Fisetin restrains high fat diet-induced hepatic inflammation and lipid deposition. - GreenMedInfo Summary
Activated TNF-α/RIPK3 signaling is involved in prolonged high fat diet-stimulated hepatic inflammation and lipid accumulation: inhibition by dietary fisetin intervention.
Food Funct. 2019 Mar 20 ;10(3):1302-1316. PMID: 30793717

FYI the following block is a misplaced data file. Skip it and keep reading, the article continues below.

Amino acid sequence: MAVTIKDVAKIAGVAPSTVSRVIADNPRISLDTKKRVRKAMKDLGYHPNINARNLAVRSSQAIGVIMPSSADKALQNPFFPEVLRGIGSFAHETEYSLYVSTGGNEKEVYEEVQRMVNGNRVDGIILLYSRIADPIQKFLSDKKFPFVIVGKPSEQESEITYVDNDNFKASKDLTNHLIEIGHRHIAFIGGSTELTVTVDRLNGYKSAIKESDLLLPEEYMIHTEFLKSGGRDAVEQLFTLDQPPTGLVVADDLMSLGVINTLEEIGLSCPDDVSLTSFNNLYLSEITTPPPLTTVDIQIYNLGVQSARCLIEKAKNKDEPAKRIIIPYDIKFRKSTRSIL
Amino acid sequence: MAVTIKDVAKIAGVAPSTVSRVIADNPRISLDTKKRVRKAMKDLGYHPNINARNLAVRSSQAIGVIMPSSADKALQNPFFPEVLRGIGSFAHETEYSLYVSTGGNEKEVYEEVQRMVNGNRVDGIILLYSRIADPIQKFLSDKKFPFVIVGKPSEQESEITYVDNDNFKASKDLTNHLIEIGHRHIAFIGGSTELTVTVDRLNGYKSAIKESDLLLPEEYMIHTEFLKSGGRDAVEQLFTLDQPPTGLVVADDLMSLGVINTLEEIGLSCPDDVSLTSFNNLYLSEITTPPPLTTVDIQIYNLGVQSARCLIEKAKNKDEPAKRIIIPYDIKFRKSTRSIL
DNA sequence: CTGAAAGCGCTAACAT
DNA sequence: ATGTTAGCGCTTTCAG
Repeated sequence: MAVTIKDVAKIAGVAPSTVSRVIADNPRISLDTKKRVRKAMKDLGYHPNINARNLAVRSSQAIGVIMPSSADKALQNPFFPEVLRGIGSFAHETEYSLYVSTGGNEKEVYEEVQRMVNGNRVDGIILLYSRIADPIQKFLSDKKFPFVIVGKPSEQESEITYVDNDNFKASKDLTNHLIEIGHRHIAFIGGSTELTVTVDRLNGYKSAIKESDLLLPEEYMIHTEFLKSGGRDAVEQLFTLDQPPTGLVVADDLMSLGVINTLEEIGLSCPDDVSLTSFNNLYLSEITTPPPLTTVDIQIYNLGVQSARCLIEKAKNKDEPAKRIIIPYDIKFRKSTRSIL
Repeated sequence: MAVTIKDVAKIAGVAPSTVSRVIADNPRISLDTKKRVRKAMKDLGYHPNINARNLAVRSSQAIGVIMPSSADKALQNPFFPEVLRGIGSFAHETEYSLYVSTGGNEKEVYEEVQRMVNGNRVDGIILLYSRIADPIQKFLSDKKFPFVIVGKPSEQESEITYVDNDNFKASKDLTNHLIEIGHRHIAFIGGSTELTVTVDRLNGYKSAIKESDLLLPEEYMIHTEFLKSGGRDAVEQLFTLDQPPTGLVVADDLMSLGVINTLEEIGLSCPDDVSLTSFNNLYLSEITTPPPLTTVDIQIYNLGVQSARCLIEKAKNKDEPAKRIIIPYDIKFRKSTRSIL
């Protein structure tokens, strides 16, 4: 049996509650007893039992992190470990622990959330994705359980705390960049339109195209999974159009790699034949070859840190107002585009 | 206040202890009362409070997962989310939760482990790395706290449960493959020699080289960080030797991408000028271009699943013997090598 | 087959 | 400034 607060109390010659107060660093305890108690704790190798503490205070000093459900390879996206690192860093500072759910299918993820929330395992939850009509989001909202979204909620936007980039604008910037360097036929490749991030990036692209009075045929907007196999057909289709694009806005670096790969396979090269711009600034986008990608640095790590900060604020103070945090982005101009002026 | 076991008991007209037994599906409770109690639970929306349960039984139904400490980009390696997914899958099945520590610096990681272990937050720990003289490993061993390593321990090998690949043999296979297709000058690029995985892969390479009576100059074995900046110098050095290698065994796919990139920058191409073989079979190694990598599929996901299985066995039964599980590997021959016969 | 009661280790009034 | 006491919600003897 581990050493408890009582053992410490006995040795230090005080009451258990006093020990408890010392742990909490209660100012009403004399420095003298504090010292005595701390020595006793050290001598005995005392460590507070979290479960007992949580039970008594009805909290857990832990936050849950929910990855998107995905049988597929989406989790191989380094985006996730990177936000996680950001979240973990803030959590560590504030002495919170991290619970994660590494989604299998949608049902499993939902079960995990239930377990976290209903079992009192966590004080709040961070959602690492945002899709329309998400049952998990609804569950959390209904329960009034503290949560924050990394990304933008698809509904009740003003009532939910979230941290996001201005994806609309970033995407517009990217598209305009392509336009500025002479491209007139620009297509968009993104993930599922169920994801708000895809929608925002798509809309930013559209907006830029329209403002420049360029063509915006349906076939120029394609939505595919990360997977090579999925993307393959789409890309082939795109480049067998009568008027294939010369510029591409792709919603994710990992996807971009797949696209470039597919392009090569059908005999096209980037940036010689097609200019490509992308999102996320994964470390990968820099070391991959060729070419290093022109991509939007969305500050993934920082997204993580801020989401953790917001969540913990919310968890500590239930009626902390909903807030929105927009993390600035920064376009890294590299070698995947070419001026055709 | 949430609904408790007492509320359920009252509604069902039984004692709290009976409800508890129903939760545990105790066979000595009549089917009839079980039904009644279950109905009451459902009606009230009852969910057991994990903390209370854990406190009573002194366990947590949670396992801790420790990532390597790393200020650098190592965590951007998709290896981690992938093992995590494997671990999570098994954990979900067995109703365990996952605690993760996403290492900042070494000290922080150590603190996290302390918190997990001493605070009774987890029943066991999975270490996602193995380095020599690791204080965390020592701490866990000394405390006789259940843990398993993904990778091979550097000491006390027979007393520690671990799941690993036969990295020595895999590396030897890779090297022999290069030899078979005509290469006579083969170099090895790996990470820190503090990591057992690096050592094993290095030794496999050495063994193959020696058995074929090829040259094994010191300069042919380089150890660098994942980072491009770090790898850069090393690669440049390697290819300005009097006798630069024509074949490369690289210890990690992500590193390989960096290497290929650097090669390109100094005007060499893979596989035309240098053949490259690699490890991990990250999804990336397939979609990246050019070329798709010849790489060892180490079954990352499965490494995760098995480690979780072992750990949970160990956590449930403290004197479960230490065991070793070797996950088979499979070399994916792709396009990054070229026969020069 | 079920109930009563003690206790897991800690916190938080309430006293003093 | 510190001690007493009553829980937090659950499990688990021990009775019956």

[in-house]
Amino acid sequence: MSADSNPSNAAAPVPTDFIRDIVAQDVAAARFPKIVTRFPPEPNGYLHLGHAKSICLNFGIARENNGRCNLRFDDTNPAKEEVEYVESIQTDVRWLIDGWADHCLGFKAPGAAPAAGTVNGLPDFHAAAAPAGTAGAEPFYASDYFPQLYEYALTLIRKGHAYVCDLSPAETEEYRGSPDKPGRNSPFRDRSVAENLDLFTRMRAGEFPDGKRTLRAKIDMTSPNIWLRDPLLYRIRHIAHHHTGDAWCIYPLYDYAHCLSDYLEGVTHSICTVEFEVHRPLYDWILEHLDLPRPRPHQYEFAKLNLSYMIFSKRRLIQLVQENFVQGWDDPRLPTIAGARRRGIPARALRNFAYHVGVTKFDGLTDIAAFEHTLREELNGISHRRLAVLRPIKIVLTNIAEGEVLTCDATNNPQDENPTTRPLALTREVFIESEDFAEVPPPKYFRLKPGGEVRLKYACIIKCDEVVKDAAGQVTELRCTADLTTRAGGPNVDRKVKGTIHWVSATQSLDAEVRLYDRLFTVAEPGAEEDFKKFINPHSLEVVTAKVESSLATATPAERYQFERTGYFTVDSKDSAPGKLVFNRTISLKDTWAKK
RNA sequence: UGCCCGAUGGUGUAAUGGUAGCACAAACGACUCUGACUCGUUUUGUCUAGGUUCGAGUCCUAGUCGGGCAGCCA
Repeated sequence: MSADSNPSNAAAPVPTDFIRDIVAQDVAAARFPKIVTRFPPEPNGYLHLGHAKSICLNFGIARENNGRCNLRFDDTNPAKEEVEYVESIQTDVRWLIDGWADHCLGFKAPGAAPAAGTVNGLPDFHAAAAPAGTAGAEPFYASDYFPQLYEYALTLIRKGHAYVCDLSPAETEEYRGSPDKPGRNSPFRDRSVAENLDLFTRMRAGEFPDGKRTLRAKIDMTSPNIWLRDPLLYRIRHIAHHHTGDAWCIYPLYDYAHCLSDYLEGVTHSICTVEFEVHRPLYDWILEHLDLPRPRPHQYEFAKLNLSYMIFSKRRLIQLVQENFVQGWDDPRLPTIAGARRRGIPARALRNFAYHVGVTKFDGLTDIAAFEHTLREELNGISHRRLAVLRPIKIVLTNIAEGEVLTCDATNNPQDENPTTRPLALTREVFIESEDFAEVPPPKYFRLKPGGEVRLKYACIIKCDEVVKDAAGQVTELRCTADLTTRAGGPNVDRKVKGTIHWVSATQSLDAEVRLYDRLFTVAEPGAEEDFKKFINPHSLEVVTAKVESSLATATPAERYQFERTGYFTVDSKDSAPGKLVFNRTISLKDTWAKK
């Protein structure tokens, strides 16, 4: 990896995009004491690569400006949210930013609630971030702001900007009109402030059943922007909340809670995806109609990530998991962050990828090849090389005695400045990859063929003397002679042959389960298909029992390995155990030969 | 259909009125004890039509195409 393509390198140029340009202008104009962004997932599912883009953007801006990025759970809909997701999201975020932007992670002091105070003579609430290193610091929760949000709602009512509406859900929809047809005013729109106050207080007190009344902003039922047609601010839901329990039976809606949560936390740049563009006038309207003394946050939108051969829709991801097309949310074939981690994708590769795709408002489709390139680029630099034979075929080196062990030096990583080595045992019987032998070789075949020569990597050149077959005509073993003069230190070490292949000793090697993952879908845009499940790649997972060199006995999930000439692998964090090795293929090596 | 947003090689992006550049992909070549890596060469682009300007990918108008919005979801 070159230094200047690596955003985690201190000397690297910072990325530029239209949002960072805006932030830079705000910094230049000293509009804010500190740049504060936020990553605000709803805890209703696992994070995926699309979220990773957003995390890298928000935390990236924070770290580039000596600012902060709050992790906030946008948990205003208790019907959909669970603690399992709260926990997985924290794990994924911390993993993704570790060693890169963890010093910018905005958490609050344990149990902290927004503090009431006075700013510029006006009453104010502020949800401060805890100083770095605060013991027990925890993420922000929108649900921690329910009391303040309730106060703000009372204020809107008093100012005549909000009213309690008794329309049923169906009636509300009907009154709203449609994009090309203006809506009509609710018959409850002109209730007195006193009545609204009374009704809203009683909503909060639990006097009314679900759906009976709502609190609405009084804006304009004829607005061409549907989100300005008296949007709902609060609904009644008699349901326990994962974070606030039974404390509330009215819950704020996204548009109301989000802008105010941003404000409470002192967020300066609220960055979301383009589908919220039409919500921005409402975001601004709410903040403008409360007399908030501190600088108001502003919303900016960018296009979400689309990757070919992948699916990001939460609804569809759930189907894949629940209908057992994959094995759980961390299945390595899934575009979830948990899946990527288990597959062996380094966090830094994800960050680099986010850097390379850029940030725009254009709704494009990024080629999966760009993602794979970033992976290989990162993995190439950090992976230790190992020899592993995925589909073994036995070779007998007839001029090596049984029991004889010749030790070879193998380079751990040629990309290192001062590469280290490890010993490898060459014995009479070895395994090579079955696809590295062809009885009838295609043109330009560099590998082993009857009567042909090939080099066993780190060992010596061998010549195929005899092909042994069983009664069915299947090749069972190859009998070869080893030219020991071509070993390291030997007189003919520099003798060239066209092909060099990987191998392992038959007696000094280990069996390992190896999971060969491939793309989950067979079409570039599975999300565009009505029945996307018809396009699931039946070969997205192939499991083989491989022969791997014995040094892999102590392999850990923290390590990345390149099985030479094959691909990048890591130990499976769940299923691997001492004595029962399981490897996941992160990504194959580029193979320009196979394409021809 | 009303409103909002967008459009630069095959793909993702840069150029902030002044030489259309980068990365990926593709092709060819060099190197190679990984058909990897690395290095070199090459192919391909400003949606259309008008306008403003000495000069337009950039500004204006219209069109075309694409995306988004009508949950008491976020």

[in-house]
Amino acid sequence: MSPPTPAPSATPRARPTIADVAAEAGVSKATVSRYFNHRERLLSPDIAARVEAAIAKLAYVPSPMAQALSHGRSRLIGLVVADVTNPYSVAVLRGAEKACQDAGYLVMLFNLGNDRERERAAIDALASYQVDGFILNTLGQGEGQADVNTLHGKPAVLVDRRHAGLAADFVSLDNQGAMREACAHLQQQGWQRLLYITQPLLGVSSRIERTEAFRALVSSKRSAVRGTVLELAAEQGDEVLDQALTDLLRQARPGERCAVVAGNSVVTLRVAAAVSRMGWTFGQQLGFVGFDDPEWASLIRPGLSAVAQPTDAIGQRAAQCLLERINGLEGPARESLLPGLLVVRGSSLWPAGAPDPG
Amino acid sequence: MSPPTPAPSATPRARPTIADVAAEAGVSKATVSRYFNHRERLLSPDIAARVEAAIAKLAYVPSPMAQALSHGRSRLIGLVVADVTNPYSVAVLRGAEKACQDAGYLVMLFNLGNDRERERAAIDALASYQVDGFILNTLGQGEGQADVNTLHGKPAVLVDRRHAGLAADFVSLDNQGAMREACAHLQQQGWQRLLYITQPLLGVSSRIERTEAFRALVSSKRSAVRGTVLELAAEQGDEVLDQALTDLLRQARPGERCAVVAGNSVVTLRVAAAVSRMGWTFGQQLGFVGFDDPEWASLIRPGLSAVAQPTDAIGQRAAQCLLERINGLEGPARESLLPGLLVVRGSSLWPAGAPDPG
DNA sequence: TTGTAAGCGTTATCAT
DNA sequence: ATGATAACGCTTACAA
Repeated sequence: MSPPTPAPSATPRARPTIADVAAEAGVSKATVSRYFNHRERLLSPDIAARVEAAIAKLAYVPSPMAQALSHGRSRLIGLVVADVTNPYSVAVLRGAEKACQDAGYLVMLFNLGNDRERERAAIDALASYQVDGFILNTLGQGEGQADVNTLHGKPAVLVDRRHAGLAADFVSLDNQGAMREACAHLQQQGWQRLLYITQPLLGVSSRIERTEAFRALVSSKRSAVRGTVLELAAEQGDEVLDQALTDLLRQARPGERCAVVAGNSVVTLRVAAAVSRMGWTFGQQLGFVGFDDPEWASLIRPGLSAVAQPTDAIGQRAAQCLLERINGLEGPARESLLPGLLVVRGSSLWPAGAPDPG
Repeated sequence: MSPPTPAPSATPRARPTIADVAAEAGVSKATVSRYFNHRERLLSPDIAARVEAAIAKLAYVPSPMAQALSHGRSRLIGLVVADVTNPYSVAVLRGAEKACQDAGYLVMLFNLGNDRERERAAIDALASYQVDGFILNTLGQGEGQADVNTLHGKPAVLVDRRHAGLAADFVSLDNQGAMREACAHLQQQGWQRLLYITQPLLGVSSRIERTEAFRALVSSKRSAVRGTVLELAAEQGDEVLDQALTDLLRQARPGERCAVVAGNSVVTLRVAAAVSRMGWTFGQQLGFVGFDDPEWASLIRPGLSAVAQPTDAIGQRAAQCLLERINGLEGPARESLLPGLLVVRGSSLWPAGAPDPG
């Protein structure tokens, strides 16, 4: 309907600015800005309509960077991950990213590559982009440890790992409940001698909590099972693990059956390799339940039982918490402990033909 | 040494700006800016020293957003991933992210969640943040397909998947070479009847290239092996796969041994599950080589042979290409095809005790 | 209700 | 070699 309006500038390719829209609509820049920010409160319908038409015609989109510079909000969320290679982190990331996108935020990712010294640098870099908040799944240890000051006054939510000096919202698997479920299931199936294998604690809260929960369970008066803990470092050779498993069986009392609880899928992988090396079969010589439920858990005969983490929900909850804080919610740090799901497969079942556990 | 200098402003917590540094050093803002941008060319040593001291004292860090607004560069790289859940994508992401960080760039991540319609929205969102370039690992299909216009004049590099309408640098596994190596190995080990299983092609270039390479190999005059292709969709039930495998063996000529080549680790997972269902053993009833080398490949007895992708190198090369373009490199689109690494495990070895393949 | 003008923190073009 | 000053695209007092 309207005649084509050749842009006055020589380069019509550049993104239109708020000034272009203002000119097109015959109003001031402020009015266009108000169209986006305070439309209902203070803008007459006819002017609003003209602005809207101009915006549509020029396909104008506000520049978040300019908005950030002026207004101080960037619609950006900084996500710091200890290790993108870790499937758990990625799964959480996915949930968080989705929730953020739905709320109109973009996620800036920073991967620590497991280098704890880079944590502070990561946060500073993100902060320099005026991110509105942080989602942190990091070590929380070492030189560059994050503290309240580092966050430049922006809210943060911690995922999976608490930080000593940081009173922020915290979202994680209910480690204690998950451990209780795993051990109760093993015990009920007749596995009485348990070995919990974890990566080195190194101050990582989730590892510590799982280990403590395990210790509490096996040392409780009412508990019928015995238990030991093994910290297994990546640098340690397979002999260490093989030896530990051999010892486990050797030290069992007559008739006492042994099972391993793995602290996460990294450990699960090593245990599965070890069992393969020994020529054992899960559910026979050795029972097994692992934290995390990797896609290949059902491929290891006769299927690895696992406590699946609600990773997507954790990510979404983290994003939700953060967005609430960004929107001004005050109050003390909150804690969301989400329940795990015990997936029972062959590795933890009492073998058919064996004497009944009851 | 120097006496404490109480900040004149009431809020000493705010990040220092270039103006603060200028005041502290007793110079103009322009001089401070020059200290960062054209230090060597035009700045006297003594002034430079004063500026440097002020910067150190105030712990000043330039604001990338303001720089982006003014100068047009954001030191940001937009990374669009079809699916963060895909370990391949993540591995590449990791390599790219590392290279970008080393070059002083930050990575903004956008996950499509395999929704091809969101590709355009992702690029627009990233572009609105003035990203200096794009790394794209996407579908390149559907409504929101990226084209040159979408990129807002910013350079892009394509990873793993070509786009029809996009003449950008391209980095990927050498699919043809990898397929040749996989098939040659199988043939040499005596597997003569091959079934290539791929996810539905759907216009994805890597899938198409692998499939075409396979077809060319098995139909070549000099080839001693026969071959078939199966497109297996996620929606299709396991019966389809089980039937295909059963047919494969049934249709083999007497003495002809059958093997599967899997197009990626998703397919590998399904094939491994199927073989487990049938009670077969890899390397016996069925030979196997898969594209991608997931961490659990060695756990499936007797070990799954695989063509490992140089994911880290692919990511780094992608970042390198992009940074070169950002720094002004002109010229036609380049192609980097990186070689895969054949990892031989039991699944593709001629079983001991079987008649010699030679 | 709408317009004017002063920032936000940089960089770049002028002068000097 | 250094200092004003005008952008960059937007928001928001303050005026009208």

Increasing evidence indicates that high-fat diet (HFD) is a predisposing factor for metabolic syndrome-associated systemic inflammation and nonalcoholic fatty liver disease (NAFLD). Tumor necrosis factor-α/receptor-interacting protein kinase 3 (TNF-α/RIPK3) axis has recently become regarded as an important regulator and contributor in many inflammation-related diseases. Fisetin (Fn) is a bioactive flavonoid polyphenol with anti-inflammatory and anti-tumor activity. Lately it has gained increasingattention due to its potential advantages in prevention of tumors, metabolic disorders, neuroinflammation and chronic liver injury. However, its role in NAFLD is still not fully understood. Thus, we studied whether prolonged HFD causes TNF-α/RIPK3 activation-associated hepatic steatosis, further evaluating the protective effects of Fn in HFD-fed mice. As expected, HFD promotes metabolic syndrome and pro-inflammatory cytokine generation in serum, enhances liver inflammatory infiltration-related lipid accumulation by increase of TNF-α/RIPK3 activation, ultimately resulting in development of nonalcoholic steatohepatitis. In contrast to this, dietary Fn intervention could suppress metabolic disorder and HFD-triggered hepatic function loss, downregulate TNF-α/RIPK3 signaling-associated hepatic inflammation, balance lipid metabolism-related gene expression, and finally inhibit lipid accumulation and steatohepatitis. Hence, Fn restrains HFD-induced hepatic inflammation and lipid deposition by downregulating metabolic disorder and excessive liver inflammation-associated TNF-α/RIPK3 axis activation.